The short answer is – Anytime!
Studies have shown
that reading to children even as young as infants have a positive impact on their language development. A research done in Rhode Island Hospital compared two groups of eight months old babies: One group was read to often and the other was not. The first group had their vocabulary increased by 40 per cent since infancy, while the non-reading group increased by only 16 per cent.
The good news is that you don’t really need to fuss about specific titles to read to your infant child. At this age, Tolstoy's War and Peace
sounds just as good as Green Eggs and Ham
. The newborn child is more interested in the rhythm, intonation and inflection in your voice than Anna Pavlovna's party guest list. It is however advisable to pick books with interesting illustrations and word patterns – such as rhymes – to get the child to grasp the patterns of language.
Besides the tangential benefits like parent-child bonding and cultivating an appreciation for books, the aspect I find to be the most valuable is that reading to my child introduces him to a wide array of emotions and intonations. Whether it's doing a voice for a specific character or describing a suspenseful situation, reading to your child conveys the idea that words have meaning and certain sounds mean different things. Stories are also a safe way to explore real world scenarios. Books about a visit to the dentist or making new friends will help your child learn how to handle change better and develop an understanding of the world around them.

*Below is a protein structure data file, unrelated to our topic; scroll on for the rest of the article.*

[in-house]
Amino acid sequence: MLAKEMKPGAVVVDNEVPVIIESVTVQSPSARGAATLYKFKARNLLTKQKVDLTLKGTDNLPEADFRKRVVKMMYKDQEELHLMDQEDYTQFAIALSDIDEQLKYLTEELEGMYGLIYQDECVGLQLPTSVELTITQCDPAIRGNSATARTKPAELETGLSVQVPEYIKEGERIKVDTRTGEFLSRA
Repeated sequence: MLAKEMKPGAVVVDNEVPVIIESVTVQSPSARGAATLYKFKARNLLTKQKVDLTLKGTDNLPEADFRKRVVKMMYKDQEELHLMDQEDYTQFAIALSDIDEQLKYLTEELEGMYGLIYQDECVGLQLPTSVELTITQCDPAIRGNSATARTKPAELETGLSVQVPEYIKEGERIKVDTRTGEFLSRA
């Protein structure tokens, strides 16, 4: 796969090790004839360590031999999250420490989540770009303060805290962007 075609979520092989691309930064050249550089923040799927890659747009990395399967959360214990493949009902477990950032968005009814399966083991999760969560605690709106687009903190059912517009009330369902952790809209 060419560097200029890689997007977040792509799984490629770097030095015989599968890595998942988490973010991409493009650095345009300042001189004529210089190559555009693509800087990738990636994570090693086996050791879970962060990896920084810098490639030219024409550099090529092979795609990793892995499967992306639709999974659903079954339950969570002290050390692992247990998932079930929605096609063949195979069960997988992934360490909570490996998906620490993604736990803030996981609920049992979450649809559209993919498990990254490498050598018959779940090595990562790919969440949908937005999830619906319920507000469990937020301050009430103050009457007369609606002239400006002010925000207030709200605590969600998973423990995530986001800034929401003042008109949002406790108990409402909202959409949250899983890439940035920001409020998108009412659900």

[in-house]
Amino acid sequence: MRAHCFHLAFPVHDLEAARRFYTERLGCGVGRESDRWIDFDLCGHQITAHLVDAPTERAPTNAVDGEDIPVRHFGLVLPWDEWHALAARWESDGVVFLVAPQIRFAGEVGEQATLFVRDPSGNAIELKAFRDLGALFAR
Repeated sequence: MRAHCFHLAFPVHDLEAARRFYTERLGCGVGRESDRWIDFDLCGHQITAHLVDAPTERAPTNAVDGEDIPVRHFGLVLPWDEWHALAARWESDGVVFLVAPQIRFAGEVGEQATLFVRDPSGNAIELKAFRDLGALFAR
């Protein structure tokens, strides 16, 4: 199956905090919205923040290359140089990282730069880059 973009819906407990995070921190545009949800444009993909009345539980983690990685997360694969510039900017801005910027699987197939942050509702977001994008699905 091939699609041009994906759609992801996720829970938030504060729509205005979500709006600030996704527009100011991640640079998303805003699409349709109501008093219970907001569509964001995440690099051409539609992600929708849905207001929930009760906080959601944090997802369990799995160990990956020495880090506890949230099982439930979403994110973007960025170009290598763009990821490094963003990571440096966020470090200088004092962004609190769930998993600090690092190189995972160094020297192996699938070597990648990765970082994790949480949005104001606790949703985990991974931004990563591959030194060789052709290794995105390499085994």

Eugene Tay, Founder of Monsters Under the Bed
, a creative writing school for children, had a candid and practical outlook on getting children into the habit of reading. He has this to say: “Stories stimulates children’s imagination and often times a good book can be read over and over again each time sparking a different idea. The possibilities are almost limitless! Well, perhaps only limited by the number of books your child has access to. If you equip your children with a creative mind, a piece of rubber band, plasticine and a stick can provide hours of endless entertainment!”
Written by Grace Chai, mother of a newborn baby boy.
Grace is a new mom and currently undergoing intensive On-The-Job Training for her new role. Between pumping milk, changing diapers and taking selfies with her baby, Grace manages stress by writing about her motherhood experience for ParentTown.
Stay tune for our next article where we ask Eugene to share with us his views on picture books.